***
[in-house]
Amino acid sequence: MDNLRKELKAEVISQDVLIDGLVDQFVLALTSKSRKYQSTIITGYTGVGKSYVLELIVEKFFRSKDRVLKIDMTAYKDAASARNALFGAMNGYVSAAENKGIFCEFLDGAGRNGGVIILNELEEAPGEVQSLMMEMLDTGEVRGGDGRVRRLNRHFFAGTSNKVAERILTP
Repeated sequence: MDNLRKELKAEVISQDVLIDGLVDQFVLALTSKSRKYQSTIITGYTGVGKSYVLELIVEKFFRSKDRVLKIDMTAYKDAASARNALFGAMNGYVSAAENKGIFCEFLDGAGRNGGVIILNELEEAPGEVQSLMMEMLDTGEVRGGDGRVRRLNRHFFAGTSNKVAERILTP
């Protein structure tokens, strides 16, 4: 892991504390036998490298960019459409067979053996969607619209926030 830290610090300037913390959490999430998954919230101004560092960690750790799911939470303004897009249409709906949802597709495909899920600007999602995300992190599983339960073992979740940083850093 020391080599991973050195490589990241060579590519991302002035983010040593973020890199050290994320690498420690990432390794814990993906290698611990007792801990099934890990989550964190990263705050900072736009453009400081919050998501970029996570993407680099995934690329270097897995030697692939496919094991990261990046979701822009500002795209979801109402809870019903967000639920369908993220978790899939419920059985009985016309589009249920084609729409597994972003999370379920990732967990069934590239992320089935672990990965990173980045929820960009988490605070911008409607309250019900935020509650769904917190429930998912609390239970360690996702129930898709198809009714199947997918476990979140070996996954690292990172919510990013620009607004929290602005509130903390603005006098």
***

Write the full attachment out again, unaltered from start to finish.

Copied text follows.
[in-house]
Amino acid sequence: MDNLRKELKAEVISQDVLIDGLVDQFVLALTSKSRKYQSTIITGYTGVGKSYVLELIVEKFFRSKDRVLKIDMTAYKDAASARNALFGAMNGYVSAAENKGIFCEFLDGAGRNGGVIILNELEEAPGEVQSLMMEMLDTGEVRGGDGRVRRLNRHFFAGTSNKVAERILTP
Repeated sequence: MDNLRKELKAEVISQDVLIDGLVDQFVLALTSKSRKYQSTIITGYTGVGKSYVLELIVEKFFRSKDRVLKIDMTAYKDAASARNALFGAMNGYVSAAENKGIFCEFLDGAGRNGGVIILNELEEAPGEVQSLMMEMLDTGEVRGGDGRVRRLNRHFFAGTSNKVAERILTP
């Protein structure tokens, strides 16, 4: 892991504390036998490298960019459409067979053996969607619209926030 830290610090300037913390959490999430998954919230101004560092960690750790799911939470303004897009249409709906949802597709495909899920600007999602995300992190599983339960073992979740940083850093 020391080599991973050195490589990241060579590519991302002035983010040593973020890199050290994320690498420690990432390794814990993906290698611990007792801990099934890990989550964190990263705050900072736009453009400081919050998501970029996570993407680099995934690329270097897995030697692939496919094991990261990046979701822009500002795209979801109402809870019903967000639920369908993220978790899939419920059985009985016309589009249920084609729409597994972003999370379920990732967990069934590239992320089935672990990965990173980045929820960009988490605070911008409607309250019900935020509650769904917190429930998912609390239970360690996702129930898709198809009714199947997918476990979140070996996954690292990172919510990013620009607004929290602005509130903390603005006098």